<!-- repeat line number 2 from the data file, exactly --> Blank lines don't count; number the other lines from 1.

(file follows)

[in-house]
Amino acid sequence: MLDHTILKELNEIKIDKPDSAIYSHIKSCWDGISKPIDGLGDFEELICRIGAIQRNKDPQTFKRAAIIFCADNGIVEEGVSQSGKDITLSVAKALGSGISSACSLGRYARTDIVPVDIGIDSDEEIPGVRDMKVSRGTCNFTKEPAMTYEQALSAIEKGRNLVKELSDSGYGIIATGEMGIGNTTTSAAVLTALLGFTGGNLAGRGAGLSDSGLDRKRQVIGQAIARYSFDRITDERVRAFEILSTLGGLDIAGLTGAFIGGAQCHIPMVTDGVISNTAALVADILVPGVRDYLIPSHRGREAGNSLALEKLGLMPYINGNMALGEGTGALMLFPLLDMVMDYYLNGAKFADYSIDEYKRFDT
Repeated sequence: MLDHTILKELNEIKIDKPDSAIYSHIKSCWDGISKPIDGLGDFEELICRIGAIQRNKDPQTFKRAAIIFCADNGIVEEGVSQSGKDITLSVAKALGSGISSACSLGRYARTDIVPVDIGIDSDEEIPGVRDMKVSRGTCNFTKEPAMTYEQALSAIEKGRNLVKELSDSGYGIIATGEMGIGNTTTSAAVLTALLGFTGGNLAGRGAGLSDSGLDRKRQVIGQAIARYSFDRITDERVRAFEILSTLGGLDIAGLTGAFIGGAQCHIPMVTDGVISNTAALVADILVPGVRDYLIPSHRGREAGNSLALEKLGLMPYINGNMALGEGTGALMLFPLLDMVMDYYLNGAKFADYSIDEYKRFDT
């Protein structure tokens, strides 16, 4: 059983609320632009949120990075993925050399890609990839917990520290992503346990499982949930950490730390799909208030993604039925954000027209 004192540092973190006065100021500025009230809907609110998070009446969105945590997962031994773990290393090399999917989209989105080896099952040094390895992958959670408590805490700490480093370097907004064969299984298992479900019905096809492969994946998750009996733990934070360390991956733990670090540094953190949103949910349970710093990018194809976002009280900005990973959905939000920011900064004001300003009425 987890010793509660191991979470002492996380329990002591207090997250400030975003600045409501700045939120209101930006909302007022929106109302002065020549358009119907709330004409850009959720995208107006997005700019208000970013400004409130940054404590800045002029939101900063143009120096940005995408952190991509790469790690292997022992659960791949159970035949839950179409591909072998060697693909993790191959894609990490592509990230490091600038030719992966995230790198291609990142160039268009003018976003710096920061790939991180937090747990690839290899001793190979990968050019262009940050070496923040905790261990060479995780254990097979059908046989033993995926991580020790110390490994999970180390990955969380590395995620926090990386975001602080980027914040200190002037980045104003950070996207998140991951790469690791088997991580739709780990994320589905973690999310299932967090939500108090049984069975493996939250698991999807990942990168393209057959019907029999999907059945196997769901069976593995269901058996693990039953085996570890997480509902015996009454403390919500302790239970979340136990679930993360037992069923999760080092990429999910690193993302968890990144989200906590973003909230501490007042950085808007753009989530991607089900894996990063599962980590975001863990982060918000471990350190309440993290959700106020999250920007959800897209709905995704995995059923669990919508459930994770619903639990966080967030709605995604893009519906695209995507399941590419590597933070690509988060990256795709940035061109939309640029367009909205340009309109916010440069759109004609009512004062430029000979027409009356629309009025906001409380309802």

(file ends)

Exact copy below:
Amino acid sequence: MLDHTILKELNEIKIDKPDSAIYSHIKSCWDGISKPIDGLGDFEELICRIGAIQRNKDPQTFKRAAIIFCADNGIVEEGVSQSGKDITLSVAKALGSGISSACSLGRYARTDIVPVDIGIDSDEEIPGVRDMKVSRGTCNFTKEPAMTYEQALSAIEKGRNLVKELSDSGYGIIATGEMGIGNTTTSAAVLTALLGFTGGNLAGRGAGLSDSGLDRKRQVIGQAIARYSFDRITDERVRAFEILSTLGGLDIAGLTGAFIGGAQCHIPMVTDGVISNTAALVADILVPGVRDYLIPSHRGREAGNSLALEKLGLMPYINGNMALGEGTGALMLFPLLDMVMDYYLNGAKFADYSIDEYKRFDT